If you're suffering for a chronic complex meniscus injury you may have developed a limp due to severe pain and/or you may be unable to stand for long periods of time. A chronic injury could also result in your knee 'buckling' when weight is placed on it and/or loss of range of motion. You may develop a 'cyst' bulging out from the back or side your knee. The cyst may decrease your range of movement and leave you with an inability to stretch out your knee. You may also experience tightness due to swelling and tenderness around your knee.



How Do I Diagnose a Complex Meniscus Tear?

Posterior Horn meniscus diagnosis

A complex meniscus tear is diagnosed via the same methods that any meniscus tear is diagnosed - by a visit to your doctor for a physical examination of the knee. Range of motion tests will be done to see how much movement has been lost in the knee. There are many conditions other than meniscus injuries that can cause knee pain such as an ACL tear, patellar or quadriceps tendinitis, a fracture, arthritis or knee bursitis. Getting a proper diagnosis is important so you can treat your condition correctly. Having said that, if you are experiencing locking or catching in the knee joint, odds are good that there is either meniscus damage or articular cartilage damage (or both).

Your doctor may consider previous knee injuries or joint stiffness that you may have had in the past. This will help the doctor to determine if you have a more complex injury in your knee and rule out any other knee injuries that may be present.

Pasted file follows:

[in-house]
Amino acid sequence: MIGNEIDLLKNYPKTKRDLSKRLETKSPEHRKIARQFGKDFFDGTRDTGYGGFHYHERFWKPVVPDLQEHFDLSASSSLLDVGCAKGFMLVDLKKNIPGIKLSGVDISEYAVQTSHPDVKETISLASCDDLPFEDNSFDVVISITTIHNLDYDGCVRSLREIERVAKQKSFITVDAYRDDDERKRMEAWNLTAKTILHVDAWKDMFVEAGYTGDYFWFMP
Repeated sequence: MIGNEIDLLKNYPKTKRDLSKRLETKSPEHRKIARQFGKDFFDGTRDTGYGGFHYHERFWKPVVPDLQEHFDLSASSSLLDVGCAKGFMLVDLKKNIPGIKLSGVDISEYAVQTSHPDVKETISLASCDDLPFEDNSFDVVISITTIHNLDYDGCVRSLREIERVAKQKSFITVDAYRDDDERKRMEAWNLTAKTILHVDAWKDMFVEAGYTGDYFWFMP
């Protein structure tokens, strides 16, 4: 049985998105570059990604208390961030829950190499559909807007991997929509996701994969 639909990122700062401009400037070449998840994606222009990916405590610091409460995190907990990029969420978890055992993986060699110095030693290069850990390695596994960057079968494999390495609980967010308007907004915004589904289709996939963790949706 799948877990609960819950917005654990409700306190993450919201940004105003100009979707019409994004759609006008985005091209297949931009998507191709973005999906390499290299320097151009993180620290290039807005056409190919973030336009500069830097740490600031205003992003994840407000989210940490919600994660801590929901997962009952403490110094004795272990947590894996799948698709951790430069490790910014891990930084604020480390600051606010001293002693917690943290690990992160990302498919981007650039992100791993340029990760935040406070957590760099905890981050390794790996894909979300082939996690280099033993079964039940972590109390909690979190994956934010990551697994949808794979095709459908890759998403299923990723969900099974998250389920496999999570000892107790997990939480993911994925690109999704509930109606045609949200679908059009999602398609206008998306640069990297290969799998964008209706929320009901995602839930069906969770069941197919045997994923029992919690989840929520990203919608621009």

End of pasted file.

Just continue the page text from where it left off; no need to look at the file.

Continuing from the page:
A set of range of motion tests will be completed by the doctor including the McMurray's Test, joint line tenderness and the Ege's test. Your knee might hurt from the doctor poking and prodding at it, but by doing this the doctor will know for sure the source of your pain, the level of tenderness in and around your knee and how well your knee can move with this condition.

It's possible for your doctor to think you have a medial meniscus tear if the physical tests and pain present near the opposite side of the knee. This most commonly happens with posterior lateral meniscus tears. The only way to know for sure where your tear is located and what type of tear you have is through diagnostic testing via an MRI. Even then, if the tear is expected to be on the medial (innermost) side of the knee, the MRI may not take an image at an angle needed to see the tear on the lateral side. (source: Campbells' Operative Orthopaedics Twelfth Edition)

lateral meniscus mri

Your doctor may suggest diagnostic testing to obtain more detailed information, and assess the amount and/or type of damage done to your knee and meniscus. There are a variety of different tests available to help them analyze the situation; and the recommendation will be dependent on your injury. X-rays will provide an image of the overall bone structure of your knee. It's helpful in identifying abnormal bone shapes, fractures, arthritis, or loose bones and bone abnormalities that may mimic a torn meniscus.

Other tests like a bone scan, MRI (magnetic resonance imaging) or blood tests may be done if an x-ray looks normal or the doctor is unsure whether you have a fracture. These tests will also rule out any infections of the bone or tissue and help to determine if you are suffering from other injuries like arthritis or osteoarthritis (degenerative damage).

If you are experiencing a build up of fluid in the knee, your doctor may aspirate (use a needle) to remove fluid from the joint to check for bacterial infection. Your doctor will be able to determine whether there is an infection or not by drawing a small sample of the synovial fluid with a needle. If it is determined that there is an infection, you will be prescribed antibiotics to get rid of the infection and the physician may pursue deeper inspections into determining the source o infection.